With regard to the current public hearings on changes to the elected presidency ("19 groups and individuals to speak on elected presidency"; April 15, and "Participants at hearing agree on need for minority president"; April 19), I have the following suggestions.
The presidency could revert to one which is appointed by Parliament. This would make minority representation a non-issue, and the president would be the recognised head of state.
A new elected position could then be created to take over the powers of the current elected presidency.
Alternatively, the appointed president could retain some of the existing powers of the elected president, such as the granting of reprieves of death sentences.
The new elected position could function almost like the current elected presidency, with advice from a council similar to the current Council of Presidential Advisers.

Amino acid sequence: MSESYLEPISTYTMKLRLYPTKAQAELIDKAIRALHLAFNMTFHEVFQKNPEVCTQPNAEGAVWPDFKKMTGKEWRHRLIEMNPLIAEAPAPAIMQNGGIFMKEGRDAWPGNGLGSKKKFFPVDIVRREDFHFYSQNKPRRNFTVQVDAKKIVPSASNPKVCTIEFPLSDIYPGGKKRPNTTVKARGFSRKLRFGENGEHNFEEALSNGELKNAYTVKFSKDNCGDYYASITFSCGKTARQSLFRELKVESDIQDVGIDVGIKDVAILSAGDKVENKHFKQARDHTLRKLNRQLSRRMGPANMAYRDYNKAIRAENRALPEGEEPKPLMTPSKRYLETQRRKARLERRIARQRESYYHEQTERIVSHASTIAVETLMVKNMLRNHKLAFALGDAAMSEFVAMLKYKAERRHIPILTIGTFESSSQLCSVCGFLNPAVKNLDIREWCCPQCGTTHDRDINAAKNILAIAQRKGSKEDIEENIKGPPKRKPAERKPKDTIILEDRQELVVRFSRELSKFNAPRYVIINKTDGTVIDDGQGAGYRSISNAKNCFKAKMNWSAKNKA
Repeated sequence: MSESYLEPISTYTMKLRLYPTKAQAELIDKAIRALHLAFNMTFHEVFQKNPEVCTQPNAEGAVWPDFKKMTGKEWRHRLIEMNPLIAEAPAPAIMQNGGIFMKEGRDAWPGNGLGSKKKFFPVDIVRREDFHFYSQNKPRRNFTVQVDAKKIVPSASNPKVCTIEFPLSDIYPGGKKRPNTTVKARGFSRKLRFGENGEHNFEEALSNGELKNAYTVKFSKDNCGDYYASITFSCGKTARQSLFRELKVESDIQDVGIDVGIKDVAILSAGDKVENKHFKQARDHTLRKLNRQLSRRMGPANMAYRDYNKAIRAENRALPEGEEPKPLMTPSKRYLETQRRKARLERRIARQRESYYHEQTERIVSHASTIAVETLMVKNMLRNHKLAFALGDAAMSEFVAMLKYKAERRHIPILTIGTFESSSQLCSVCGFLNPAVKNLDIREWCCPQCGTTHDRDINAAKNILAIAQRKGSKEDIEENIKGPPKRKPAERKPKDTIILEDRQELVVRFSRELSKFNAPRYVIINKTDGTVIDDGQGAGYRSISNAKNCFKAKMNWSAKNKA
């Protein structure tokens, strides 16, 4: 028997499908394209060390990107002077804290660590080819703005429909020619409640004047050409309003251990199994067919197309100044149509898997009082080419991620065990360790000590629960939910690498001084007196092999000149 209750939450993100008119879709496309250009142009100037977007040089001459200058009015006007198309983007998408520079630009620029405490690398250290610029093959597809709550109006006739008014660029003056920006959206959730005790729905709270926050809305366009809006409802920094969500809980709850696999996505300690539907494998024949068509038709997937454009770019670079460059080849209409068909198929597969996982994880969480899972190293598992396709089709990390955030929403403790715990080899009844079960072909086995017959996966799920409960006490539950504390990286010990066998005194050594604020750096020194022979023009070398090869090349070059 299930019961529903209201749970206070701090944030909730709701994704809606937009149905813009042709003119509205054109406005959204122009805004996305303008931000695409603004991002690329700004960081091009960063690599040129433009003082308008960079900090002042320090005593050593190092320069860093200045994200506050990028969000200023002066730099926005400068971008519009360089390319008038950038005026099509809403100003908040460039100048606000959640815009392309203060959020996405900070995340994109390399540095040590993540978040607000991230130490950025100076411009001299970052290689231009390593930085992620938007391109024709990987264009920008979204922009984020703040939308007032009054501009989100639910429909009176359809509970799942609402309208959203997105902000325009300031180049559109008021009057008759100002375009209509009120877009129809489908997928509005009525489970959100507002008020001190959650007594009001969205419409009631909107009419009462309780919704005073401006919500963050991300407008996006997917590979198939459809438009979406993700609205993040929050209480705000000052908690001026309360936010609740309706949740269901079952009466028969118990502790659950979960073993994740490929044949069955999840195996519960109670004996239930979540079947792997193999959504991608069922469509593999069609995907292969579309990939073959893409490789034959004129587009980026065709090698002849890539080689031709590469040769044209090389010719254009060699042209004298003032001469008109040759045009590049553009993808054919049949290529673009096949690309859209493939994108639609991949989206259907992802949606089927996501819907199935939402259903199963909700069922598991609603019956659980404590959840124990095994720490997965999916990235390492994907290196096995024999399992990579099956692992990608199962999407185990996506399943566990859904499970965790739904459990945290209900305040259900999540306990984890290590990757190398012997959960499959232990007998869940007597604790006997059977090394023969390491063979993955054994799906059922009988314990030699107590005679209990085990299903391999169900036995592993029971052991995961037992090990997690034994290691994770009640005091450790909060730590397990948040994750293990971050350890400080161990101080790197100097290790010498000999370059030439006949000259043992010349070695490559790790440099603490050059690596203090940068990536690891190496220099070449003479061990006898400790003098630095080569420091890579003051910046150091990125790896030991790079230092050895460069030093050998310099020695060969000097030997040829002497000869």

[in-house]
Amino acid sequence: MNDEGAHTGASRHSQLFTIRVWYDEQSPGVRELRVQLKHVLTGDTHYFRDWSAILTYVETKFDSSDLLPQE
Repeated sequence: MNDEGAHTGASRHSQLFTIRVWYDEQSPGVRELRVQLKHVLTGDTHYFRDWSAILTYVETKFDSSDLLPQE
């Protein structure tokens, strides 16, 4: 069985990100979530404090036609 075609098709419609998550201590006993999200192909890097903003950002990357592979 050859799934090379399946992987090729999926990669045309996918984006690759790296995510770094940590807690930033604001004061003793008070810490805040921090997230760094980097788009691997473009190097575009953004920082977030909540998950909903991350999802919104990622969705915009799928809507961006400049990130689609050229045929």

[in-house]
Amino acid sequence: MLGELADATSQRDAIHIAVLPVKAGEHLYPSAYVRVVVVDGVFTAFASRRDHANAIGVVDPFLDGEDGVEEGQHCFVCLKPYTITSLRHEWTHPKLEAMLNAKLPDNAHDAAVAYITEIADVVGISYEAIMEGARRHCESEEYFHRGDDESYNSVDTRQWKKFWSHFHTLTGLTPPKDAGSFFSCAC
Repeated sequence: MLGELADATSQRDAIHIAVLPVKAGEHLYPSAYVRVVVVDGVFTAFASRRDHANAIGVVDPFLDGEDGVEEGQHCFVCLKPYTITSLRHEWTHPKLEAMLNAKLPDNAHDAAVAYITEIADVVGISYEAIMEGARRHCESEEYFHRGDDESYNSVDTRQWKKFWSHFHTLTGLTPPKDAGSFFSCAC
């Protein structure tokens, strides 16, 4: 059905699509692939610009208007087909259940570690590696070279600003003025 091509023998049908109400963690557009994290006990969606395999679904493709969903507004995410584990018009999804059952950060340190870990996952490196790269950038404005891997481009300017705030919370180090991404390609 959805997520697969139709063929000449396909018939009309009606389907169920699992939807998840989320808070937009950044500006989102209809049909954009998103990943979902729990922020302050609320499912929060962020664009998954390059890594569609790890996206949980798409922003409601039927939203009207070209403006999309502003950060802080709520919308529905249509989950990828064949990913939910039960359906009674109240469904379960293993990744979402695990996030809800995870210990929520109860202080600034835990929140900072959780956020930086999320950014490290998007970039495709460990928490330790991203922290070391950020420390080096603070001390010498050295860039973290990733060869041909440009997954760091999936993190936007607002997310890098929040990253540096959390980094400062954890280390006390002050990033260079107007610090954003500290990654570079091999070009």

Very importantly, as this person will not be the head of state, there is no need to worry about minority representation.
To avoid causing unrealistic public expectations over what this new position can achieve, great care needs to be given over the naming of the position.
For example, using terms such as "custodian" or "guardian" rather than "chancellor" will reduce public expectations that the new position will be a new centre of power to rival the Government.
Lee Keng Hua